How Car Computers Work: ECU Components

ECU Components
Th­e processor is packaged in a module with hundreds of other components on a multi-layer circuit board. Some of the other components in the ECU that support the processor are:
Analog-to-digital converters – These devices read the outputs of some of the sensors in the car, such as the oxygen sensor. The output of an oxygen sensor is an analog voltage, usually between 0 and 1.1 volts (V). The processor only understands digital numbers, so the analog-to-digital converter changes this voltage into a 10-bit digital number.
High-level digital outputs – On many modern cars, the ECU fires the spark plugs, opens and closes the fuel injectors and turns the cooling fan on and off. All of these tasks require digital outputs. A digital output is either on or off — there is no in-between. For instance, an output for controlling the cooling fan might provide 12 V and 0.5 amps to the fan relay when it is on, and 0 V when it is off. The digital output itself is like a relay. The tiny amount of power that the processor can output energizes the transistor in the digital output, allowing it to supply a much larger amount of power to the cooling fan relay, which in turn provides a still larger amount of power to the cooling fan.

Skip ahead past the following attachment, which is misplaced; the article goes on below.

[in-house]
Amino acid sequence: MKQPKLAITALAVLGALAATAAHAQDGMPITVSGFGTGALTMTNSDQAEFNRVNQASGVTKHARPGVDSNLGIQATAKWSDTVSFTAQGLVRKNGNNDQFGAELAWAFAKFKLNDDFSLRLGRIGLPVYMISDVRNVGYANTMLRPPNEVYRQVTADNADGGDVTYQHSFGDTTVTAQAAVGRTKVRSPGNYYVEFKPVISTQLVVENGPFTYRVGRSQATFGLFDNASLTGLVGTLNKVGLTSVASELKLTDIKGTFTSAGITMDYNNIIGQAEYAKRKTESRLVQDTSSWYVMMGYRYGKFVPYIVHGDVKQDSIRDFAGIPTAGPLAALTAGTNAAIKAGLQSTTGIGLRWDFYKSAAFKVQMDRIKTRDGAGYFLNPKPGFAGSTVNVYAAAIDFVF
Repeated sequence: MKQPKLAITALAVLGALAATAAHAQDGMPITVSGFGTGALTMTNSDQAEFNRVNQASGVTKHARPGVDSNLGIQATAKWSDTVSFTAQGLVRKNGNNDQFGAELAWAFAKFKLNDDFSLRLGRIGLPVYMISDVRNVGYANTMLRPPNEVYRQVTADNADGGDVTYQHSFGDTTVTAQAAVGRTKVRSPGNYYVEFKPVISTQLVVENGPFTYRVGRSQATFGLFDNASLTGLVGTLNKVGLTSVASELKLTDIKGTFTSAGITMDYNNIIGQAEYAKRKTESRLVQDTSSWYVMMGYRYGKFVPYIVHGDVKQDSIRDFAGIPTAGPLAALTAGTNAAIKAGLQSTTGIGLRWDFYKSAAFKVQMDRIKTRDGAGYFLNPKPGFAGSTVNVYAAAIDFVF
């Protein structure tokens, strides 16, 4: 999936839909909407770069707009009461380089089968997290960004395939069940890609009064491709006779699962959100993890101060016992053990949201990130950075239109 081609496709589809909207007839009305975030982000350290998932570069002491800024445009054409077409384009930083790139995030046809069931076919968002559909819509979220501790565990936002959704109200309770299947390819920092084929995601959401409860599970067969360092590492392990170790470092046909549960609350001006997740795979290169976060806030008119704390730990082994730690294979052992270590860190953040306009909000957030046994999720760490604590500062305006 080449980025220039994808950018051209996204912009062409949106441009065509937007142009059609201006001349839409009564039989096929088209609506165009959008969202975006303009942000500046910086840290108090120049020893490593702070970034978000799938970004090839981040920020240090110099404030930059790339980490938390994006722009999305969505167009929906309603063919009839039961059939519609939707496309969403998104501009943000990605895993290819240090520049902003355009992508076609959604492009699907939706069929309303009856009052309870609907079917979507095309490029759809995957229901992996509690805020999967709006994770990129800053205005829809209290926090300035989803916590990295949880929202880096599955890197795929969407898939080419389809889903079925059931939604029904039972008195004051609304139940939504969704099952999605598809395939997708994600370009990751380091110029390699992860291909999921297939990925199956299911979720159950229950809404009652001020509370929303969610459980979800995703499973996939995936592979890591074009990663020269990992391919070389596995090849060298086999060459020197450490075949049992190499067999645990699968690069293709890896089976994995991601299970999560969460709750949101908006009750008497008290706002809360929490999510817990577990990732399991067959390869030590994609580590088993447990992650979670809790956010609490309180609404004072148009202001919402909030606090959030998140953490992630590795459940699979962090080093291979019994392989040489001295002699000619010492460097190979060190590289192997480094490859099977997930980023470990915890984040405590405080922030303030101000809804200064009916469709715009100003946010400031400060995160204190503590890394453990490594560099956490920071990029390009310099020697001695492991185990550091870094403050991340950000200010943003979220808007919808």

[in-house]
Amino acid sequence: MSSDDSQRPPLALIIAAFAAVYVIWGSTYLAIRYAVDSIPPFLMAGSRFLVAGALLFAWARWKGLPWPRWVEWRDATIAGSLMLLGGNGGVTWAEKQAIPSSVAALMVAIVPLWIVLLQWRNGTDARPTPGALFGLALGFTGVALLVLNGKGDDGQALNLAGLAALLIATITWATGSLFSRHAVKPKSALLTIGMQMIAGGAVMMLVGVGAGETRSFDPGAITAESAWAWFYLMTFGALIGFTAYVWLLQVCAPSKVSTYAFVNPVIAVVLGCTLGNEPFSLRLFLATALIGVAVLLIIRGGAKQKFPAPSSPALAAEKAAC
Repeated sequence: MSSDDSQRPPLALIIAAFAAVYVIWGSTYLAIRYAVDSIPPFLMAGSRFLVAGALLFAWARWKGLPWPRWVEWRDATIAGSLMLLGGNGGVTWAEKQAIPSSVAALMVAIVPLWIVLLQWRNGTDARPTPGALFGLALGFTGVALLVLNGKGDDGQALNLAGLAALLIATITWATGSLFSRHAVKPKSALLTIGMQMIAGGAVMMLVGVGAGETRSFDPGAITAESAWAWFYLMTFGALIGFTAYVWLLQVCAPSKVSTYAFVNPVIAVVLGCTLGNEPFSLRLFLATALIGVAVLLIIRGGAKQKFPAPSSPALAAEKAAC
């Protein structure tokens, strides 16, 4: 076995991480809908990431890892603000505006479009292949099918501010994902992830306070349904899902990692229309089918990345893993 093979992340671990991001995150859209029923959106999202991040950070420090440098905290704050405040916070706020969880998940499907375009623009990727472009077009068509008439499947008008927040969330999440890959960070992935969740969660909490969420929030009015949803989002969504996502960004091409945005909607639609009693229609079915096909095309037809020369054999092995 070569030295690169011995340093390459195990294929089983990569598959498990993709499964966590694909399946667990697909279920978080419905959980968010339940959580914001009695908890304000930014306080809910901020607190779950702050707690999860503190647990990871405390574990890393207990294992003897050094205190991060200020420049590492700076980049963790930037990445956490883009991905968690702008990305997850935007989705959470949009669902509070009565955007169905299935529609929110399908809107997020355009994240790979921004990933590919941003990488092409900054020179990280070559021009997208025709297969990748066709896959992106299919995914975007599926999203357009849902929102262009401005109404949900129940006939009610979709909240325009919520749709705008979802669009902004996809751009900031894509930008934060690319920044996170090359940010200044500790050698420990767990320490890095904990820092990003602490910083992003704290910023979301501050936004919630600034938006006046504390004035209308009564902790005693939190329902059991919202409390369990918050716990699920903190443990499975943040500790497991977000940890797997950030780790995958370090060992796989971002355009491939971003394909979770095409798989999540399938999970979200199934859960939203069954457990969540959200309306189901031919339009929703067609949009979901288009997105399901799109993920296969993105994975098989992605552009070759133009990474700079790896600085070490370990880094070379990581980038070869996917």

Digital-to-analog converters – Sometimes the ECU has to provide an analog voltage output to drive some engine components. Since the processor on the ECU is a digital device, it needs a component that can convert the digital number into an analog voltage.
Signal conditioners – Sometimes the inputs or outputs need to be adjusted before they are read. For instance, the analog-to-digital converter that reads the voltage from the oxygen sensor might be set up to read a 0- to 5-V signal, but the oxygen sensor outputs a 0- to 1.1-V signal. A signal conditioner is a circuit that adjusts the level of the signals coming in or out. For instance, if we applied a signal conditioner that multiplied the voltage coming from the oxygen sensor by 4, we’d get a 0- to 4.4-V signal, which would allow the analog-to-digital converter to read the voltage more accurately (see How Analog and Digital Recording Works for more details).
Communication chips – These chips implement the various communications standards that are used on cars. There are several standards used, but the one that is starting to dominate in-car communications is called CAN (controller-area networking). This communication standard allows for communication speeds of up to 500 kilobits per second (Kbps). That’s a lot faster than older standards. This speed is becoming necessary because some modules communicate data onto the bus hundreds of times per second. The CAN bus communicates using two wires.






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